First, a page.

Tuesday, 12 February 2013

Reusing qualitative data

           Last week’s Hammersely (2010) reading got me thinking about some issues relating to archiving qualitative social science data. In a study I read regarding data sharing across different academic disciplines, social science disciplines lagged behind almost every other discipline grouping except medicine (Tenopir et al. 2010). Although the study was fairly limited in its scope and the discrepancies in data sharing likely had to do with confidentiality issues involving human participants, it got me thinking about some of the difficulties that might be involved with submitting qualitative data to open data projects.
One of the major justifications for open data is that it allows for the reuse and reinterpretation of shared data. Hammersely (2010) describes the construction process involved with transcribing interviews. He explains that a number of decisions are made which are dependent on the cultural and cognitive understandings of the transcriber (2010, p.560). Kuula (2010) explains that a major concern for qualitative researchers submitting their data for public consumption is a fear of misinterpretation (p.14). Moreover, Kuula points out there is a tendency of original researchers to feel only they can fully understand and interpret qualitative data because of the co-constructed nature of interviews (Kuula, 2010, p.14). Because interview transcriptions can be so selective in what they include (Hammersely, 2010), I wonder if is possible to make all of the decisions and interpretations of the transcriber transparent so that qualitative data can be truly reused?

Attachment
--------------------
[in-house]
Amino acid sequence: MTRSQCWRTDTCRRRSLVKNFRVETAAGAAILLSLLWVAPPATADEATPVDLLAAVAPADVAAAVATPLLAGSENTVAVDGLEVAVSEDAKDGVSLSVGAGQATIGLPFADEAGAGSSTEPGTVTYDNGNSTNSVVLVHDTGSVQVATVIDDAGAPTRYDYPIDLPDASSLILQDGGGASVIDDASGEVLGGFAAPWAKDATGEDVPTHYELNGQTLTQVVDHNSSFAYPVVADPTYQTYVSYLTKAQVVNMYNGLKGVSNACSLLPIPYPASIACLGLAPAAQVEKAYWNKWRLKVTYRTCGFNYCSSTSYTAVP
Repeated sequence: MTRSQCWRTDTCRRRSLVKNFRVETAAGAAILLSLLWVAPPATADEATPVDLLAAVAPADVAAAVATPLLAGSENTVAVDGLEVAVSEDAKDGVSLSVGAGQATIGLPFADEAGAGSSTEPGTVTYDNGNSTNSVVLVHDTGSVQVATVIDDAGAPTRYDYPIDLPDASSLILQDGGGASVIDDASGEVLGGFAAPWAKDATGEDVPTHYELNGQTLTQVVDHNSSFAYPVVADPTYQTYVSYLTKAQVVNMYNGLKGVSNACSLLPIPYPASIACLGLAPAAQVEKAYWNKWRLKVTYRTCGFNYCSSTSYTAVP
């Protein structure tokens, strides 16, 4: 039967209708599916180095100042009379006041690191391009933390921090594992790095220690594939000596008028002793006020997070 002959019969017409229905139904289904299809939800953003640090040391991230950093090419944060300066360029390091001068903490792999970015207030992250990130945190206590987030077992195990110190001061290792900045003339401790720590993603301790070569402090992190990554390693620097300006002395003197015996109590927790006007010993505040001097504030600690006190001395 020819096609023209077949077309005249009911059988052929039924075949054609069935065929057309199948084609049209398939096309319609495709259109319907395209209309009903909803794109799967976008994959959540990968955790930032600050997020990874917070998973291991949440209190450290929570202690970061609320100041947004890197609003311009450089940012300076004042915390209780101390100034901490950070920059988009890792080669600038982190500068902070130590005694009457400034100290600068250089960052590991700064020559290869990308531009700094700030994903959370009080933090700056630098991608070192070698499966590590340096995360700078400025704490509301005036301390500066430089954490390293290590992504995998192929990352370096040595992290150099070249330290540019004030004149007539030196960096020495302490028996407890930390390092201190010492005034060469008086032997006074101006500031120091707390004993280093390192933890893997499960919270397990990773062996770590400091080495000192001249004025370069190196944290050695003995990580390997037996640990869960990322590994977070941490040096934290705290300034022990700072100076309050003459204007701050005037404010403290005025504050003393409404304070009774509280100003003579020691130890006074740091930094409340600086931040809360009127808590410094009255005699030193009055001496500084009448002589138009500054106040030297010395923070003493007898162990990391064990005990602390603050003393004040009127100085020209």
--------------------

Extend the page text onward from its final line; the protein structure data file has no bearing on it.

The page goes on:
Hammersely, M. (2010). Reproducing or construction: some questions about transcription in social research. Qualitative Research, 10(5), 553-569.

Kuula, A. (2010). Methodological and ethical dilemmas of archiving qualitative data. IASSIST Quarterly, 34(3), 12-17

Tenopir, C., Allard, S., Douglass, K., Aydinoglu, A. U., Wu, L., Read, E., Frame, M. (2011). Data sharing by scientists: Practices and perceptions. PloS One, 6(6), e21101.

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